Peloton Interactive (NASDAQ:PTON) is making great progress in capturing its addressable market. Connected fitness subscribers more than doubled to 1.09 million last quarter. Peloton has estimated its serviceable addressable market to be 14 million, but management discussed three things on the recent earnings call that could raise that number.
1. Lower prices
Peloton primarily makes money from selling connected fitness products (the Peloton Bike and Tread) and subscriptions to workout programs. It's likely Peloton will expand its product portfolio with other exercise equipment over time, but right now, there seems to be plenty of opportunity in just improving the existing lineup.
The new Bike+ was recently introduced to go along with Tread+. Along with the new model, Peloton is reducing the price of the original Bike by $350 to $1,895. Peloton also released a new basic Tread model that will be priced at $2,495, which is almost half the price of the current Tread+.
There is no better way to increase the size of the addressable market than to lower prices. Not only does management expect the lower prices to win over more customers, but the sales opportunity of the lower price Tread could be huge long term as CFO Jill Woodworth explained during the call.
"We do believe, of course, lowering the price of our product will have an impact on our serviceable, addressable market," she said. "And obviously, the introduction of the lower price Tread, we've said this before, we think of two to three times the opportunity of Bike."
In the short term, however, the lower price on the original Bike will be most impactful on Peloton's results, since it is the company's top seller. The lower prices will pressure Peloton's gross margin in the short term, but management is more focused on growing gross profit dollars, not margin. The gross profit from selling products helps fund the acquisition cost of new subscribers, where the subscription content is the most profitable part of Peloton's business.
2. Expanding strength training content
With Bike+, Peloton is doubling down on strength training. Bike+ now includes a rotating screen that allows members to hop off the bike for strength, yoga, and stretching during a workout session. This will make Peloton's connected fitness products more competitive with one of its top rivals, NordicTrack, which already offers this feature on its flagship bike model.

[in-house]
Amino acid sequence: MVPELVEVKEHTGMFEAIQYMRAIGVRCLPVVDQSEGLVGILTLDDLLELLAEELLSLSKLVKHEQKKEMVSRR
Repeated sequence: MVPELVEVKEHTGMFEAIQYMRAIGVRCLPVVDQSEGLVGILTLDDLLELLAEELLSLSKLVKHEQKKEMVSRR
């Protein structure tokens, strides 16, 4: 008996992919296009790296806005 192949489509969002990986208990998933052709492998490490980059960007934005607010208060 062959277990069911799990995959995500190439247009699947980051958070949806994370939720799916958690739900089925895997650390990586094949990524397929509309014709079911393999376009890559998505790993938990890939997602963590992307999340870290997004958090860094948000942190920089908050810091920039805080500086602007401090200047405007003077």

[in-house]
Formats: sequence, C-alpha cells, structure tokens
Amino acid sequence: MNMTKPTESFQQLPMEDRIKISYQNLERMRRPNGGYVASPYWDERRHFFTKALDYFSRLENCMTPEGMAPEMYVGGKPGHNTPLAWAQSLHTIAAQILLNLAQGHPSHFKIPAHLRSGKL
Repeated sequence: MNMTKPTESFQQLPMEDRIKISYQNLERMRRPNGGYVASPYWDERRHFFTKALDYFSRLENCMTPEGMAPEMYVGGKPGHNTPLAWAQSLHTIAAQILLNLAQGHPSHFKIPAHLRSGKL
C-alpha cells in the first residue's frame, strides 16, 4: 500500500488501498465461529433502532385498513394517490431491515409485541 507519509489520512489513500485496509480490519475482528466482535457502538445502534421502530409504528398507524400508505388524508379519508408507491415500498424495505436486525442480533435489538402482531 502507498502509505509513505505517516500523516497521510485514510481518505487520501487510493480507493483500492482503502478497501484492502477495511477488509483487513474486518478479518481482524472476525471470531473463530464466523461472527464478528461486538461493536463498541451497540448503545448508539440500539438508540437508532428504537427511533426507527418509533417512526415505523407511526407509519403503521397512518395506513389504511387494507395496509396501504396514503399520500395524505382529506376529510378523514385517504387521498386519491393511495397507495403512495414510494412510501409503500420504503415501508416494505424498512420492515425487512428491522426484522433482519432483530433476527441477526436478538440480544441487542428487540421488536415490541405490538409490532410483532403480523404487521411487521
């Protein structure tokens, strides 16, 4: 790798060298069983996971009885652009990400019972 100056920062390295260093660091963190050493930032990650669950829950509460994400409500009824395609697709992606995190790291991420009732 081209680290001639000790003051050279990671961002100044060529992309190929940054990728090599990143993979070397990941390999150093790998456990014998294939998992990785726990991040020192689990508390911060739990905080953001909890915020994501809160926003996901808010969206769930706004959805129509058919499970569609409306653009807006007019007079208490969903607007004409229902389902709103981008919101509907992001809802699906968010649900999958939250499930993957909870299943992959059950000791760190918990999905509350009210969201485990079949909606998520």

"We need to win strength from my perspective," CEO John Foley said in September. "We think that our approach here is going to be a winning approach with respect to other products in the marketplace."
3. Trade-in program
To encourage upgrades, Peloton is now offering customers the option to trade in their original Bike for the new Bike+ model in return for a $700 rebate and other accessories. Foley credited Peloton's investments in logistics for its ability to offer a trade-in program.
"That logistics footprint becomes a pretty powerful reverse logistics platform for the buyback program and the eventual certified pre-owned product that we will offer to the consumers in the coming year," Foley said.
The trade-in program, along with the plan to sell refurbished products, is another way Peloton is aiming to make its products more accessible to the masses. Foley noted that "it has long been [Peloton's] goal to democratize access to fitness."
Making its products more affordable
The advantage of Peloton's steady growth each quarter is that as it grows larger in terms of revenue, it gets easier to invest in expanding its distribution and manufacturing capabilities, increasing efficiency, adding new content and features, and lowering the prices of its products. That's the advantage of increasing scale.
"As member engagement rates continue to climb, we're lowering our members' cost per workout," Foley said.
And by increasing the value proposition of the platform, Peloton can neutralize its biggest weakness, which is the steep entry price to own a Peloton product. The more it can accomplish that, the higher this growth stock can climb in the long run.